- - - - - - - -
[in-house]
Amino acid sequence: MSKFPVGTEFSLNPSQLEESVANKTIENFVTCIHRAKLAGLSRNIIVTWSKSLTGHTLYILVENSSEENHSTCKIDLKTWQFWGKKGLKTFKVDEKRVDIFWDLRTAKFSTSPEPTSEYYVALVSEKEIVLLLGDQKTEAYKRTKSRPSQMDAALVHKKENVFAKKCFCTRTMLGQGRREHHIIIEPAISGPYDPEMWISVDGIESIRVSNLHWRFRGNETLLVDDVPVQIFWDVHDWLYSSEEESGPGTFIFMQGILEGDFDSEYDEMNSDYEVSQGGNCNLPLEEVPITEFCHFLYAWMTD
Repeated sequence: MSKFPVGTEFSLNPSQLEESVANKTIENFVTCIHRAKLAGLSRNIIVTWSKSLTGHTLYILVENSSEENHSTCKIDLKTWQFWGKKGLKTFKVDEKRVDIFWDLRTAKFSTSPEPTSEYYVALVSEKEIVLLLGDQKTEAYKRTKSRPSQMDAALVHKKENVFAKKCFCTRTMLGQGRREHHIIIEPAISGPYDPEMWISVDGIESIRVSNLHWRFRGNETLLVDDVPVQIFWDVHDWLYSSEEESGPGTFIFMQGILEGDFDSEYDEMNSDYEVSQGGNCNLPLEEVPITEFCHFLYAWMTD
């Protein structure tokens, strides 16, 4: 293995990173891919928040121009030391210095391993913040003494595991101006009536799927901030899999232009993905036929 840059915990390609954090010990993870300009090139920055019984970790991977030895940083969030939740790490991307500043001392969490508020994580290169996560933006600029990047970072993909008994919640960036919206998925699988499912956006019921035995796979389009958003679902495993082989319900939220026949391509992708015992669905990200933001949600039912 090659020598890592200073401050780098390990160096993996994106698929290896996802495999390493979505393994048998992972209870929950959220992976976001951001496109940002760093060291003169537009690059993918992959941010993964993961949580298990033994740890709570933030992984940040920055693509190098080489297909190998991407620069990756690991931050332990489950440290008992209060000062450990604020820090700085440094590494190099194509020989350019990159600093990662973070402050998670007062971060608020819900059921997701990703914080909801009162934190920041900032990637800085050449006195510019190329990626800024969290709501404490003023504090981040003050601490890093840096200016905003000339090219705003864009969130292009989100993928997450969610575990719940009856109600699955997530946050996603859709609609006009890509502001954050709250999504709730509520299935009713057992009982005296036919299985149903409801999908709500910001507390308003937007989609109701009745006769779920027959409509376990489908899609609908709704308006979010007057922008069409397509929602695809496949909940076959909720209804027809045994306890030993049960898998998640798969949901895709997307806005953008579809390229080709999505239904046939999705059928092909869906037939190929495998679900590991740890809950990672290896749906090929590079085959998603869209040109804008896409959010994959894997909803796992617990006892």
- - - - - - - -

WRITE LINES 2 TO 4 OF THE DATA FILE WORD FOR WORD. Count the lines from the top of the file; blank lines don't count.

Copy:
Amino acid sequence: MSKFPVGTEFSLNPSQLEESVANKTIENFVTCIHRAKLAGLSRNIIVTWSKSLTGHTLYILVENSSEENHSTCKIDLKTWQFWGKKGLKTFKVDEKRVDIFWDLRTAKFSTSPEPTSEYYVALVSEKEIVLLLGDQKTEAYKRTKSRPSQMDAALVHKKENVFAKKCFCTRTMLGQGRREHHIIIEPAISGPYDPEMWISVDGIESIRVSNLHWRFRGNETLLVDDVPVQIFWDVHDWLYSSEEESGPGTFIFMQGILEGDFDSEYDEMNSDYEVSQGGNCNLPLEEVPITEFCHFLYAWMTD
Repeated sequence: MSKFPVGTEFSLNPSQLEESVANKTIENFVTCIHRAKLAGLSRNIIVTWSKSLTGHTLYILVENSSEENHSTCKIDLKTWQFWGKKGLKTFKVDEKRVDIFWDLRTAKFSTSPEPTSEYYVALVSEKEIVLLLGDQKTEAYKRTKSRPSQMDAALVHKKENVFAKKCFCTRTMLGQGRREHHIIIEPAISGPYDPEMWISVDGIESIRVSNLHWRFRGNETLLVDDVPVQIFWDVHDWLYSSEEESGPGTFIFMQGILEGDFDSEYDEMNSDYEVSQGGNCNLPLEEVPITEFCHFLYAWMTD
């Protein structure tokens, strides 16, 4: 293995990173891919928040121009030391210095391993913040003494595991101006009536799927901030899999232009993905036929 840059915990390609954090010990993870300009090139920055019984970790991977030895940083969030939740790490991307500043001392969490508020994580290169996560933006600029990047970072993909008994919640960036919206998925699988499912956006019921035995796979389009958003679902495993082989319900939220026949391509992708015992669905990200933001949600039912 090659020598890592200073401050780098390990160096993996994106698929290896996802495999390493979505393994048998992972209870929950959220992976976001951001496109940002760093060291003169537009690059993918992959941010993964993961949580298990033994740890709570933030992984940040920055693509190098080489297909190998991407620069990756690991931050332990489950440290008992209060000062450990604020820090700085440094590494190099194509020989350019990159600093990662973070402050998670007062971060608020819900059921997701990703914080909801009162934190920041900032990637800085050449006195510019190329990626800024969290709501404490003023504090981040003050601490890093840096200016905003000339090219705003864009969130292009989100993928997450969610575990719940009856109600699955997530946050996603859709609609006009890509502001954050709250999504709730509520299935009713057992009982005296036919299985149903409801999908709500910001507390308003937007989609109701009745006769779920027959409509376990489908899609609908709704308006979010007057922008069409397509929602695809496949909940076959909720209804027809045994306890030993049960898998998640798969949901895709997307806005953008579809390229080709999505239904046939999705059928092909869906037939190929495998679900590991740890809950990672290896749906090929590079085959998603869209040109804008896409959010994959894997909803796992617990006892």